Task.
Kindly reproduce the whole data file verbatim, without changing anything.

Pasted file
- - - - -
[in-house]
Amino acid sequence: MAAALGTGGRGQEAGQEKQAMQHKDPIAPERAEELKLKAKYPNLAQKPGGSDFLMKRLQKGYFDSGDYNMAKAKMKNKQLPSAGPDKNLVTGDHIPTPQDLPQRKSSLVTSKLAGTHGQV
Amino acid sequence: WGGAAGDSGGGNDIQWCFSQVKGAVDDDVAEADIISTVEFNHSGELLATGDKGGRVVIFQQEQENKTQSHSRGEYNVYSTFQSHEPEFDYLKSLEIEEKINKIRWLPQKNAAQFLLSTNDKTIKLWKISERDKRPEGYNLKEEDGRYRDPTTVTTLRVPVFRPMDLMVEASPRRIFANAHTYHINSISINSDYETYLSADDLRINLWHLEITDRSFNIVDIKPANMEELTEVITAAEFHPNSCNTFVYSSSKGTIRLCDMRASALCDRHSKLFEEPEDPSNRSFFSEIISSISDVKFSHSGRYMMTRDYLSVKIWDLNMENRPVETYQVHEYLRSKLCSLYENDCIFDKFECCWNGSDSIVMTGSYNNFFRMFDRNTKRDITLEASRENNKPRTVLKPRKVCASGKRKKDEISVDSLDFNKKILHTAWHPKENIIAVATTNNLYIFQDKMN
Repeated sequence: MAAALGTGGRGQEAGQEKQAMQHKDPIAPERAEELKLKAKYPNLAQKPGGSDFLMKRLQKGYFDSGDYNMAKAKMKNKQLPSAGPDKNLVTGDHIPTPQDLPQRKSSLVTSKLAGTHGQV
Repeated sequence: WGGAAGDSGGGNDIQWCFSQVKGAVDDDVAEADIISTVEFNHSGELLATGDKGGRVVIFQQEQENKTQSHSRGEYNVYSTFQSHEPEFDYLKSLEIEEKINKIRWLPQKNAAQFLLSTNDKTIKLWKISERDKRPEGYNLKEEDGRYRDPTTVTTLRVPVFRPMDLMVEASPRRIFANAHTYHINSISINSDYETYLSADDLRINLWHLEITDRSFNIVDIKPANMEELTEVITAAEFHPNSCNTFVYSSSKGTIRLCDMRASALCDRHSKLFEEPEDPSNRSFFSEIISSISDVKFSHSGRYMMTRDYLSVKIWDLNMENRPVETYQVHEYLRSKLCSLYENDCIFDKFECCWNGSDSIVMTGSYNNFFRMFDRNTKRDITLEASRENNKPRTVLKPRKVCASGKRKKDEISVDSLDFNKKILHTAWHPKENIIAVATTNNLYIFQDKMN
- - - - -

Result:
[in-house]
Amino acid sequence: MAAALGTGGRGQEAGQEKQAMQHKDPIAPERAEELKLKAKYPNLAQKPGGSDFLMKRLQKGYFDSGDYNMAKAKMKNKQLPSAGPDKNLVTGDHIPTPQDLPQRKSSLVTSKLAGTHGQV
Amino acid sequence: WGGAAGDSGGGNDIQWCFSQVKGAVDDDVAEADIISTVEFNHSGELLATGDKGGRVVIFQQEQENKTQSHSRGEYNVYSTFQSHEPEFDYLKSLEIEEKINKIRWLPQKNAAQFLLSTNDKTIKLWKISERDKRPEGYNLKEEDGRYRDPTTVTTLRVPVFRPMDLMVEASPRRIFANAHTYHINSISINSDYETYLSADDLRINLWHLEITDRSFNIVDIKPANMEELTEVITAAEFHPNSCNTFVYSSSKGTIRLCDMRASALCDRHSKLFEEPEDPSNRSFFSEIISSISDVKFSHSGRYMMTRDYLSVKIWDLNMENRPVETYQVHEYLRSKLCSLYENDCIFDKFECCWNGSDSIVMTGSYNNFFRMFDRNTKRDITLEASRENNKPRTVLKPRKVCASGKRKKDEISVDSLDFNKKILHTAWHPKENIIAVATTNNLYIFQDKMN
Repeated sequence: MAAALGTGGRGQEAGQEKQAMQHKDPIAPERAEELKLKAKYPNLAQKPGGSDFLMKRLQKGYFDSGDYNMAKAKMKNKQLPSAGPDKNLVTGDHIPTPQDLPQRKSSLVTSKLAGTHGQV
Repeated sequence: WGGAAGDSGGGNDIQWCFSQVKGAVDDDVAEADIISTVEFNHSGELLATGDKGGRVVIFQQEQENKTQSHSRGEYNVYSTFQSHEPEFDYLKSLEIEEKINKIRWLPQKNAAQFLLSTNDKTIKLWKISERDKRPEGYNLKEEDGRYRDPTTVTTLRVPVFRPMDLMVEASPRRIFANAHTYHINSISINSDYETYLSADDLRINLWHLEITDRSFNIVDIKPANMEELTEVITAAEFHPNSCNTFVYSSSKGTIRLCDMRASALCDRHSKLFEEPEDPSNRSFFSEIISSISDVKFSHSGRYMMTRDYLSVKIWDLNMENRPVETYQVHEYLRSKLCSLYENDCIFDKFECCWNGSDSIVMTGSYNNFFRMFDRNTKRDITLEASRENNKPRTVLKPRKVCASGKRKKDEISVDSLDFNKKILHTAWHPKENIIAVATTNNLYIFQDKMN